Ralf Schumacher takes flight – 2002

 

 

Ralf Schumacher always struggled to break out of his brother’s illustrious shadow. For that reason, his start to the 2002 Australian Grand Prix could be likened to a child performing increasingly brazen acts to wrest their parents’ attention away from their siblings. Mere seconds into the race, due to a combination of Rubens Barrichello braking too soon and Schumacher not braking at all, the German caught the rear his brother’s teammate on the opening turn, sending him airborne at 240km/h. The younger Schumacher’s day was over from there – marking one of the quickest retirements in F1 history – while his brother went on to win the race.

Mark Webber’s dream debut – 2002

Schumacher’s high-flying antics had consequences. Of the 22 cars in the field, eight were eliminated by retirement after the first bend of the 2002 Australian Grand Prix as they damaged themselves while attempting to avoid the airborne German. Throughout the course of the race, another four were lost to retirement and two to disqualification. This made for felicitous circumstances for a young Australian driver on debut, who had started all the way back in 18th.

Mark Webber, now recognised as one Australia’s greatest motoring products, wasn’t much more than a little-known prospect in 2002. On a three-race contract beginning with his home Grand Prix, Webber would need to impress if he wanted to keep his seat. He made the most of his limited opportunities, finishing in the points in fifth position and earning himself a full contract. Webber would go on to win nine F1 races and land 42 podiums, establishing himself as a legend of the sport.

Michael Schumacher sets the track record – 2004

Lap records are meant to be broken in F1. The cars are designed to be the fastest wheeled vehicles on the planet, and with the myriad engineering and construction advancements made every season, lap records seldom last more than a year. It is a testament to Michael Schumacher’s talent then, that the track record of 1:24.125 he set in 2004 has never – and will never – be broken. The Albert Park circuit was altered to be slightly shorter in 2020, meaning that Schumacher’s record on the older track cannot be broken unless the circuit is reverted to its previous form – not that anyone came close to besting the time in the 16 years after the German set it. Unsurprisingly, Schumacher won the Grand Prix that year, leading every lap from start to finish.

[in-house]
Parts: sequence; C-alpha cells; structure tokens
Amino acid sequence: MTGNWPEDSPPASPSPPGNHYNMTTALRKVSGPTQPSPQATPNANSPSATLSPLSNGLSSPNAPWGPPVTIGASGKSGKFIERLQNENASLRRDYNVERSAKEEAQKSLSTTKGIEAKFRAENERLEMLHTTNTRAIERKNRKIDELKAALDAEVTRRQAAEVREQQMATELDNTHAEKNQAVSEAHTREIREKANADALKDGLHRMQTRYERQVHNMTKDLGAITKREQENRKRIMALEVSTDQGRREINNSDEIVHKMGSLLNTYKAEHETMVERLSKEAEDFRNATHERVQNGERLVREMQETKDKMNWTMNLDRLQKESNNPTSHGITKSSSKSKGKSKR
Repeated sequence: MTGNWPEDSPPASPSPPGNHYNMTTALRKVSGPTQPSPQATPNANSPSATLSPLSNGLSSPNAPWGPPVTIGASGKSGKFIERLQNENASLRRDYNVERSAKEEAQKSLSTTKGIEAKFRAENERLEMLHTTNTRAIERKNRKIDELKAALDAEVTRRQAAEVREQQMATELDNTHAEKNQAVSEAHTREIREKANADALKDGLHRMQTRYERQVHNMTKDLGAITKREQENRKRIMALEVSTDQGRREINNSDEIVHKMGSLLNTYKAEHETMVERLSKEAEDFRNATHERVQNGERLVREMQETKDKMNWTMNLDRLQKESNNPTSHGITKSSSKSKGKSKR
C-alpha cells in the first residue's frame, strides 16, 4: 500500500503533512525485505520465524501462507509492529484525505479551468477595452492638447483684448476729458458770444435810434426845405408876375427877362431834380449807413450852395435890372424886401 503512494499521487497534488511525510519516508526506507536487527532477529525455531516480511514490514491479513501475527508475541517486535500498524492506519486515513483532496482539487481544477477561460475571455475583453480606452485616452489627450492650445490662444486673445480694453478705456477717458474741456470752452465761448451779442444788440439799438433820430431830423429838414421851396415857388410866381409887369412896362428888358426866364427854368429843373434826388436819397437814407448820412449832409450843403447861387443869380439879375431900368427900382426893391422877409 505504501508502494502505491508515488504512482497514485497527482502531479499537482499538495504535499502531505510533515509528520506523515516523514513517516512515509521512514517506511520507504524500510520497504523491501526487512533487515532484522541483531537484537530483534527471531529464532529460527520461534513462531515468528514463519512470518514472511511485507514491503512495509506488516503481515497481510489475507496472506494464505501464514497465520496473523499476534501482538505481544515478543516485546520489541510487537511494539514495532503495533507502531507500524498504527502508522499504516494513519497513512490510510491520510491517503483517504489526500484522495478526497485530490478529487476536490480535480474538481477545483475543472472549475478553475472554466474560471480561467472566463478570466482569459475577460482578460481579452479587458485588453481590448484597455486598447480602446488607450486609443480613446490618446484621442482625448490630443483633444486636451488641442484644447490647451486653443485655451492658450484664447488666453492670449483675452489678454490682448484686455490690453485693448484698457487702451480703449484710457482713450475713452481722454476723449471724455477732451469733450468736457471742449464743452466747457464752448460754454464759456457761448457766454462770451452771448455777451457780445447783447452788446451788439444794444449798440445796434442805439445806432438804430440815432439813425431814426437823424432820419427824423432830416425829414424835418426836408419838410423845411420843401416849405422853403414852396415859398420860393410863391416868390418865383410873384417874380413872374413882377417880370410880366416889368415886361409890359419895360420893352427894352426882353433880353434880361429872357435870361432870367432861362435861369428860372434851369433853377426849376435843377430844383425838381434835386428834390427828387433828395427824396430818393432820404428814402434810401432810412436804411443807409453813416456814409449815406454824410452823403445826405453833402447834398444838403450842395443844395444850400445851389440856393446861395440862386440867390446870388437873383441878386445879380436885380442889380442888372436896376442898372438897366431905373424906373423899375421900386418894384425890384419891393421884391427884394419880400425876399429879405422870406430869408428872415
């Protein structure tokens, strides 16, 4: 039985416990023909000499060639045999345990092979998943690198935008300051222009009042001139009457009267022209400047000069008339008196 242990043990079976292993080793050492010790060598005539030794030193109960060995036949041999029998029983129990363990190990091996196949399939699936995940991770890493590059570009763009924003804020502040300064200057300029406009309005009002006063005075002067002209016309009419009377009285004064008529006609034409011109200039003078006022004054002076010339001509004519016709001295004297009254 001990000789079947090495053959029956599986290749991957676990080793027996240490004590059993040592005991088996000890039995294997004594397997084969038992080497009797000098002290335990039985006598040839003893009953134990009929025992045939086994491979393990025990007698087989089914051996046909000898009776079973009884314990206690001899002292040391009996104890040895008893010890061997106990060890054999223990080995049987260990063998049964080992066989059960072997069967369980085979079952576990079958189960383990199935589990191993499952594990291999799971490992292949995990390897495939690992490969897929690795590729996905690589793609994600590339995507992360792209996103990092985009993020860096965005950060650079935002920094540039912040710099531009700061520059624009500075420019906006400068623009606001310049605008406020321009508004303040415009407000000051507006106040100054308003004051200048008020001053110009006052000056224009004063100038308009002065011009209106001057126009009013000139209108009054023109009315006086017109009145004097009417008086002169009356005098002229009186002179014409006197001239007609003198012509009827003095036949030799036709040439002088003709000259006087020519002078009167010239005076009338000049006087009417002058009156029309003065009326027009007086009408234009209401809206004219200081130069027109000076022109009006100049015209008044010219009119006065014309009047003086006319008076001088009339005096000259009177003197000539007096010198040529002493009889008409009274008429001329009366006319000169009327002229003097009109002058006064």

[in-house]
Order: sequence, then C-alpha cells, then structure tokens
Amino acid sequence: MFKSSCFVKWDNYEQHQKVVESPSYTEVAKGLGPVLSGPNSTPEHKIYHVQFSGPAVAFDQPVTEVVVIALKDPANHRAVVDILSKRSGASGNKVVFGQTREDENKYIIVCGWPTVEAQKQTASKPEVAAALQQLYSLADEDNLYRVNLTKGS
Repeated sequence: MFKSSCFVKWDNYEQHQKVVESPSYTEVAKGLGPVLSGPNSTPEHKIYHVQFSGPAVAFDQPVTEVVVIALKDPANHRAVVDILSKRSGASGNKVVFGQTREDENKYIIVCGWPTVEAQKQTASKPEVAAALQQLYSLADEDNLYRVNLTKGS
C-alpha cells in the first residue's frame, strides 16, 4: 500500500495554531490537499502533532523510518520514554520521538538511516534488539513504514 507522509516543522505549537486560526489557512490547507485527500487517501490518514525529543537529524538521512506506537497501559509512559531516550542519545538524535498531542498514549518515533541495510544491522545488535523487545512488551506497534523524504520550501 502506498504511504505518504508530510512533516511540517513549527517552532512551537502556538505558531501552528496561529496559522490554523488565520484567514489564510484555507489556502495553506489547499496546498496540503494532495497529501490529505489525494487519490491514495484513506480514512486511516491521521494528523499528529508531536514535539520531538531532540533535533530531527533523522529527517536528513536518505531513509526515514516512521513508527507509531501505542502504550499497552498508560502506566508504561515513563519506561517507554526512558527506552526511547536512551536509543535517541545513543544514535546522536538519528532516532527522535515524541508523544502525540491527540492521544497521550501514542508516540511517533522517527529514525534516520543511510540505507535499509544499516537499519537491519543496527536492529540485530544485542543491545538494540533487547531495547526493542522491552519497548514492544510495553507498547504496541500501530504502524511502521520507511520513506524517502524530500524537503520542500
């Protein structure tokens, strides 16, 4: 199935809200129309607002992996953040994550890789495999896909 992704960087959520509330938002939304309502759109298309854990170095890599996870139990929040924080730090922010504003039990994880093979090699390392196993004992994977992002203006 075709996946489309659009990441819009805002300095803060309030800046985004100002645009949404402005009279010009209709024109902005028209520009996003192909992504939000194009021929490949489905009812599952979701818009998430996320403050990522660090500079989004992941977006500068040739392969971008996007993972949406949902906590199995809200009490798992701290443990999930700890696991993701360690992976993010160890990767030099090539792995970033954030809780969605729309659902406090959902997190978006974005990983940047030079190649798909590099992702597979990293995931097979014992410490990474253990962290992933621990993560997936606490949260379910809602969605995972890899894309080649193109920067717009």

Ricciardo breaks Australia’s duck, or so he thought – 2014

 

Australian Grand Prix

Getty Images | Peter Fox

 

Following Mark Webber’s retirement at the end of the 2013 season, his rising compatriot Daniel Ricciardo took over at Red Bull. A far cry from the team’s dominant performances of today, Red Bull was struggling in 2014 and they feared their cars wouldn’t be competition ready by the season opening Australian Grand Prix. Far from struggling, Ricciardo actually managed to qualify and finish in second place on his Red Bull debut, becoming the first Australian to finish on the podium at an Australian Grand Prix since the race entered the F1 schedule. It wasn’t meant to be though. Not long after he was popping champagne on the podium, Ricciardo was informed that he’d been disqualified because his car had exceeded the maximum fuel flow rate. Tough luck.

Piastri’s first points – 2023

 

 

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A post shared by Oscar Piastri (@oscarpiastri)

 

Chaos again reigned supreme at the 2023 Australian Grand Prix. The race was red-flagged and restarted three times, the most of any Grand Prix in F1 history – and a fourth red flag was even shown after the finish. By lap 56 of 58, the time of the race’s second restart, 16 of the original 20 competitors remained, but many would fail to finish.

On the first turn of the restart, a total of seven cars were involved in separate crashes, forcing yet another restart. This restart coincided with the chequered flag, finally ending the race. In the chaos, eight cars failed to finish, two more finished on pit lane, and Carlos Sainz received a five second penalty – which, in a race where the leader and the back of the pack were separated by less than seven seconds, effectively moved him to last place.

On the bright side, the drama allowed Aussie rookie Oscar Piastri to move all the way up to eighth place, after starting 17th. The result would merit Piastri with the first points of his F1 career, and after a rough start to the season, he was due for some luck.

 

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By Cayle Reid

Cayle Reid is a fan of everything sports and fitness. He spends his free time at the gym, on his surfboard or staying up late watching sports in incompatible time zones.